A nice park, relatively new. Only a dozen or so pull through sites, which are level. A lot of the back-in sites (especially the river sites) slope drastically to the rear, and we’d never be able to level our motorhome if we used one, although there are level back-in sites available. The 50A electric was as high as 132 volts (not a typo) late at night. Water pressure varied from good to very low randomly, day and night, which made taking a shower interesting, but the water seems to be of good quality. I measured the pressure while we were unhooking, and it was only 28 psi. There are a lot of seasonal units throughout the park, but all were newer units that were well taken care of. We had no concerns for our safety while we were here. The campground’s convenient for the New Tygart Flyer train ride in Elkins. The track was less than 20 feet from our pullthrough site, which allowed us get some pictures of the train literally from the door of our rig. (And of our rig from the train!) Don’t be concerned about train noise, though. It runs on Saturday and Sunday only (once in each direction per day), and the rest of the week the only thing we saw was a single hi-rail maintenance truck on the track one day. By the way, when you make reservations for the train, you can actually request that the train stop at the campground for boarding! We chose not to do that though, and drove the 9 miles to the newly restored station in Elkins, because one highlight of the ride is a 1600 foot tunnel that would be missed if you board at the campground. It’s about a 50 mile ride in each direction to the Cass Scenic Railroad, which is without a doubt the most unusual State Park I’ve ever been to. If you’re interested in trains, it’s well worth the trip to see rare Shay locomotives in their natural habitat - pushing trains up mountains via switchbacks with up to 9 percent grades. There are three different train rides that can be taken, depending on the day you visit.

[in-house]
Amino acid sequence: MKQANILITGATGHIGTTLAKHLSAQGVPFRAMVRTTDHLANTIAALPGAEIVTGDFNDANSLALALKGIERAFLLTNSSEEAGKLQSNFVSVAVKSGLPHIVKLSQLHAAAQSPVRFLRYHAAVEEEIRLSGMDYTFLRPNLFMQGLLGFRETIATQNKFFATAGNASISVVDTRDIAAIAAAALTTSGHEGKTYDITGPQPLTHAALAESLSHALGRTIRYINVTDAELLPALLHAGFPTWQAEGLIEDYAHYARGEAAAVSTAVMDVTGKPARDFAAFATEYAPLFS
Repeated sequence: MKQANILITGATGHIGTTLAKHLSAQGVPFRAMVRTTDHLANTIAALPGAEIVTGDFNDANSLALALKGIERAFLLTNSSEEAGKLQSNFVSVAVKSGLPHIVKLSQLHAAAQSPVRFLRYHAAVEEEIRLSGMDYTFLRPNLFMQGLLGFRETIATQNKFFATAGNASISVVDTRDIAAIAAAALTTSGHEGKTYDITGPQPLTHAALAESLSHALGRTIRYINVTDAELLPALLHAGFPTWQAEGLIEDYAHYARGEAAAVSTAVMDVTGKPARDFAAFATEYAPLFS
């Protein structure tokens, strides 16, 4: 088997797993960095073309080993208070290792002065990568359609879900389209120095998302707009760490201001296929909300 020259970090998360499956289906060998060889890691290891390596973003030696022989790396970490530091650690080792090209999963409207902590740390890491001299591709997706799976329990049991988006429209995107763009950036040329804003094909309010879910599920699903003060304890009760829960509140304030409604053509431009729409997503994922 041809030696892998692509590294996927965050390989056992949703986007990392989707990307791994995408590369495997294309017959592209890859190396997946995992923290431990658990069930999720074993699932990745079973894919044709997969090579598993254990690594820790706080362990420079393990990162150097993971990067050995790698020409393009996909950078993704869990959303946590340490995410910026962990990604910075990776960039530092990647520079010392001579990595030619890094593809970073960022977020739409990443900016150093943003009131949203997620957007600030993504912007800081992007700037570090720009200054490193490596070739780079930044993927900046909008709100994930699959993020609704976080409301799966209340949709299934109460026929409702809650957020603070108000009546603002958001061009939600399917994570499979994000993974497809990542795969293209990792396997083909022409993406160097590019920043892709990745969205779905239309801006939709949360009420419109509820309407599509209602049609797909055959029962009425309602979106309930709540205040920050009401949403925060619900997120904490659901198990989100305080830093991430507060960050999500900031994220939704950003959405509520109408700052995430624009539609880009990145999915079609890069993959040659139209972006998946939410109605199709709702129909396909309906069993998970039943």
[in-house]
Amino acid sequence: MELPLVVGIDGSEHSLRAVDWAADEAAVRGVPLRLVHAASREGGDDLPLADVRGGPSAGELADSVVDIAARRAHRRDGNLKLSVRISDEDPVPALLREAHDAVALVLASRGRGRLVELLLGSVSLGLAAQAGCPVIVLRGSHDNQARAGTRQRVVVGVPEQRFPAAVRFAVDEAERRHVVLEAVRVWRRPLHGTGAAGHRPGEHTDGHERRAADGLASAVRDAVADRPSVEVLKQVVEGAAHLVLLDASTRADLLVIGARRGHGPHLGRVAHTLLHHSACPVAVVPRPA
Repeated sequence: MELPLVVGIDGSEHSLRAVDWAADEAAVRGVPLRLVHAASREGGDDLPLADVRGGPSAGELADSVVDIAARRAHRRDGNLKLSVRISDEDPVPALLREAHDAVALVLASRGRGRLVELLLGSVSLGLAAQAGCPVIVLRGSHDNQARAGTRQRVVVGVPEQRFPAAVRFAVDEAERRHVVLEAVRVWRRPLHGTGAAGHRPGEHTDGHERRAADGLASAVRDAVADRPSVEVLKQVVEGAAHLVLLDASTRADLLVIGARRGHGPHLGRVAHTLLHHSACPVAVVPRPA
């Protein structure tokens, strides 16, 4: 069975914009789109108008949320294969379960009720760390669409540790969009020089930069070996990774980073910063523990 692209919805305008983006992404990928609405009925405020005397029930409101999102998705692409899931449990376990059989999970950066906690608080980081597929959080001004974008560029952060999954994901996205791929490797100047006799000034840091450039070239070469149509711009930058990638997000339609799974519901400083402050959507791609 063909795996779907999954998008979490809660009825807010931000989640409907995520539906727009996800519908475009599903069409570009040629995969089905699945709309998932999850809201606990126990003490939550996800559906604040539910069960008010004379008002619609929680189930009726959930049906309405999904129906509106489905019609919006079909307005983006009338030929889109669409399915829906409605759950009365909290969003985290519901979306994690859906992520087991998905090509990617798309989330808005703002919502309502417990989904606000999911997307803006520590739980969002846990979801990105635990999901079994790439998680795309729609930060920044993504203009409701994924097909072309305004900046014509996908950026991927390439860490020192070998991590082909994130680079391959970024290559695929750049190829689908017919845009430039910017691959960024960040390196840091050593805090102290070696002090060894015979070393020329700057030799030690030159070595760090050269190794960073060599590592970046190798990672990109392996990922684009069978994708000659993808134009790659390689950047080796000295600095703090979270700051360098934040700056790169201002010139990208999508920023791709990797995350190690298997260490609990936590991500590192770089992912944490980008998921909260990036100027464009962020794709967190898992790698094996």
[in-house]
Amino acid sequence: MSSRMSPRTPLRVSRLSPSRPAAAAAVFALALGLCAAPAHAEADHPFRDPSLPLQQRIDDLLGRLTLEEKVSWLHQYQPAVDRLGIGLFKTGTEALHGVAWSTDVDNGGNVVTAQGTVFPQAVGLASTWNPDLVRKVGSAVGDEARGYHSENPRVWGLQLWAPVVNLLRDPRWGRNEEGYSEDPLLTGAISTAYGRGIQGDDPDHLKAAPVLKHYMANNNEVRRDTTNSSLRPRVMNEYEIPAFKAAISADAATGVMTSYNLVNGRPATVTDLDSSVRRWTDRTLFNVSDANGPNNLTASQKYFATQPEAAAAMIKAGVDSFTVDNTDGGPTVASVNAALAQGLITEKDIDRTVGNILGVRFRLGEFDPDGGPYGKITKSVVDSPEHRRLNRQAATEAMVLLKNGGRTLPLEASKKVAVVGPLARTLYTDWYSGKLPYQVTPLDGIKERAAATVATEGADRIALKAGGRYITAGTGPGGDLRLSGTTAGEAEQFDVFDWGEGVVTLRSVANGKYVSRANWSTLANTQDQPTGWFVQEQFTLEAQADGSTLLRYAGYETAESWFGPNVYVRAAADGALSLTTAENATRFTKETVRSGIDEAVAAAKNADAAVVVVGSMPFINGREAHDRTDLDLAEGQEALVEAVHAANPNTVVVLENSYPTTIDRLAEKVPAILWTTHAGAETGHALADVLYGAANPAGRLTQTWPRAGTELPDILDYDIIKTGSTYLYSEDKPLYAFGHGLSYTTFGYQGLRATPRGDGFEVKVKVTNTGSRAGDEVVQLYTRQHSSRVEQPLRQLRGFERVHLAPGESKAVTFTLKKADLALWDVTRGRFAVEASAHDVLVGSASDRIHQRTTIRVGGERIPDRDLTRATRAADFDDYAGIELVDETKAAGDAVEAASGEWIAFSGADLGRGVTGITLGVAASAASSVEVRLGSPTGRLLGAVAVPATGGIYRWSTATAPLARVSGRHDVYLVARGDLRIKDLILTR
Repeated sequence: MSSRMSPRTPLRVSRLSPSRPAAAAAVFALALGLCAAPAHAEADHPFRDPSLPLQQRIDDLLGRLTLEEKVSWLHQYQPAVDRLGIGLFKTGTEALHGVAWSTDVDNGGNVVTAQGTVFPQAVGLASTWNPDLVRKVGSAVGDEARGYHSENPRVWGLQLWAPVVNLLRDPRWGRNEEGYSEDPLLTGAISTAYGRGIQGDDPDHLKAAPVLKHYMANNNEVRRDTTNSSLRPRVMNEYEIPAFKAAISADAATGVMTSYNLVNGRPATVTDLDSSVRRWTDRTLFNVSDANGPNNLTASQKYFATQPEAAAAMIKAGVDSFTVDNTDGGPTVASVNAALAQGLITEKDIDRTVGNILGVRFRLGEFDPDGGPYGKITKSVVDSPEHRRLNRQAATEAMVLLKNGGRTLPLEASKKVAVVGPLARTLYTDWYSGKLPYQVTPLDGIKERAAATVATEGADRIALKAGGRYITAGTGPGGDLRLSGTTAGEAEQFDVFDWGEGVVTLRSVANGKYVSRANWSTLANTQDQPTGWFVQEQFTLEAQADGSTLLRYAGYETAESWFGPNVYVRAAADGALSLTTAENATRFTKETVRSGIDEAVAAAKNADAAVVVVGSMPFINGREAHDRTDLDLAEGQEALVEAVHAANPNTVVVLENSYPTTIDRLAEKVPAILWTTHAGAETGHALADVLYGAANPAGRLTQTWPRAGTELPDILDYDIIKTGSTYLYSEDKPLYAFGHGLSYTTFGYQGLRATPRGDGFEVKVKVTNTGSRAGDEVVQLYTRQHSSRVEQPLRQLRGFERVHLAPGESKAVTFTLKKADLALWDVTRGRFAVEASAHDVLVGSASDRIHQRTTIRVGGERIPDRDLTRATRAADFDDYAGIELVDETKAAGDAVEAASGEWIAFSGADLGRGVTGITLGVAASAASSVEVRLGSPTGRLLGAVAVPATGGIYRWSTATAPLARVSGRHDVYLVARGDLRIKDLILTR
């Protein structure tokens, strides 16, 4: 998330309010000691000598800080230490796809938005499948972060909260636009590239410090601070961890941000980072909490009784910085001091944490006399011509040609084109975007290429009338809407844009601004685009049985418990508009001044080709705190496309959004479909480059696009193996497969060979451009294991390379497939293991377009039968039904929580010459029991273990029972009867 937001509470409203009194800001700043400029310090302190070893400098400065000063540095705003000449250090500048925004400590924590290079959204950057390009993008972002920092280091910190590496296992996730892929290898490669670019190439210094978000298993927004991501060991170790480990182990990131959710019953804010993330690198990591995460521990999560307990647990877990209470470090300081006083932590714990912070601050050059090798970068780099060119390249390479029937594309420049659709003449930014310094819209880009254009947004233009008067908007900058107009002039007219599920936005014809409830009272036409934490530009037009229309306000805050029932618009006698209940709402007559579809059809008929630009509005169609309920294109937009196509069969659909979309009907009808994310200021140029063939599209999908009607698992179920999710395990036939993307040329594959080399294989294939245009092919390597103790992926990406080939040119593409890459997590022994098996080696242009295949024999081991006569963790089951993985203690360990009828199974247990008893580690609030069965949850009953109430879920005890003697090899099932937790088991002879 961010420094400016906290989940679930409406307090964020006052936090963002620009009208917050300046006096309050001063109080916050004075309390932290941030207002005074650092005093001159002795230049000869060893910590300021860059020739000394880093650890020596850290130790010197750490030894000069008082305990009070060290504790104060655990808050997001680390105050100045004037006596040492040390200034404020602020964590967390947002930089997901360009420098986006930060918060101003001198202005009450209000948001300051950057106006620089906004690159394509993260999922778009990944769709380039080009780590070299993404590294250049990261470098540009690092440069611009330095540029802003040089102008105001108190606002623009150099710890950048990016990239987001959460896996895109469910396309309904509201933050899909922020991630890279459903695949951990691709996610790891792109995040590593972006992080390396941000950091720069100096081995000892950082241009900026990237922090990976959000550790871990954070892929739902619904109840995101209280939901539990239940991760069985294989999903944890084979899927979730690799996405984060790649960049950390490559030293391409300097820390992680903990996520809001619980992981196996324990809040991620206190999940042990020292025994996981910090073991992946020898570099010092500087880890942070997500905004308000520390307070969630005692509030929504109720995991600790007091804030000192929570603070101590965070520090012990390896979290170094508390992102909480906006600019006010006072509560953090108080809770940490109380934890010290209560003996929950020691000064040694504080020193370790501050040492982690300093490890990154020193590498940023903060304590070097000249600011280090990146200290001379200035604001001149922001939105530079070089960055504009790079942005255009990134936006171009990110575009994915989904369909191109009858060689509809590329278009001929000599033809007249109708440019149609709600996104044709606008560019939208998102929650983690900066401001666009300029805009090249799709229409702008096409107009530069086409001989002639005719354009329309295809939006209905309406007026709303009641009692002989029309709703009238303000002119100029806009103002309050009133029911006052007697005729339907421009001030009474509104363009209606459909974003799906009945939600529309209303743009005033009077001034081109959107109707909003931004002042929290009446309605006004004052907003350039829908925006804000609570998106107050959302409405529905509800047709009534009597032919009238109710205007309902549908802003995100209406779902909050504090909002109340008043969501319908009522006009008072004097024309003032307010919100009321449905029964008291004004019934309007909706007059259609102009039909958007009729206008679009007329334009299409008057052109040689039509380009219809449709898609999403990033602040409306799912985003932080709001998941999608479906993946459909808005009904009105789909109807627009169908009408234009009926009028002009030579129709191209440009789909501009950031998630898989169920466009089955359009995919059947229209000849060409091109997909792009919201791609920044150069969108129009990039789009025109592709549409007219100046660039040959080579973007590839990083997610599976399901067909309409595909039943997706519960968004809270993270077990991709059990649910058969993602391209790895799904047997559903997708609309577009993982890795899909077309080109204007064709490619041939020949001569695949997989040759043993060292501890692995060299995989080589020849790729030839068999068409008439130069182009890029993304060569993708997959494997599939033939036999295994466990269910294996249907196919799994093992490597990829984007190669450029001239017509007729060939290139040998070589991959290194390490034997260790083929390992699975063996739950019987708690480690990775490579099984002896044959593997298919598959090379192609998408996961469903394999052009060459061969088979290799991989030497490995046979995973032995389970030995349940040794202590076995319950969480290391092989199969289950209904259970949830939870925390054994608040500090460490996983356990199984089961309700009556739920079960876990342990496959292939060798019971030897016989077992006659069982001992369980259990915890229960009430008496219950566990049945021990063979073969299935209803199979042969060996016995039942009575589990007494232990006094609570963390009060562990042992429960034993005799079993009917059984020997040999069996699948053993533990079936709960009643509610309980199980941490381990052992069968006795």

The Dayton KOA, at 7796 Wellbaum Road, is actually in Brookville, OH. This is a nice, updated campground, in much better repair than most KOA's. The sites near the office are good, and the electric is OK. The only negative is the water - it’s awful! It tastes bad, and it’s brown from the iron, even with an extra external water filter. Plan on a new filter when you arrive, and throw it away when you leave, if you’re going to be there for several days. There’s no Cable TV, but local TV reception is OK. Satellite TV reception can be spotty because of all the trees (after all, it is called Tall Timbers!), but sites near the office usually work for us with a little maneuvering. The WiFi worked well, and now it’s free.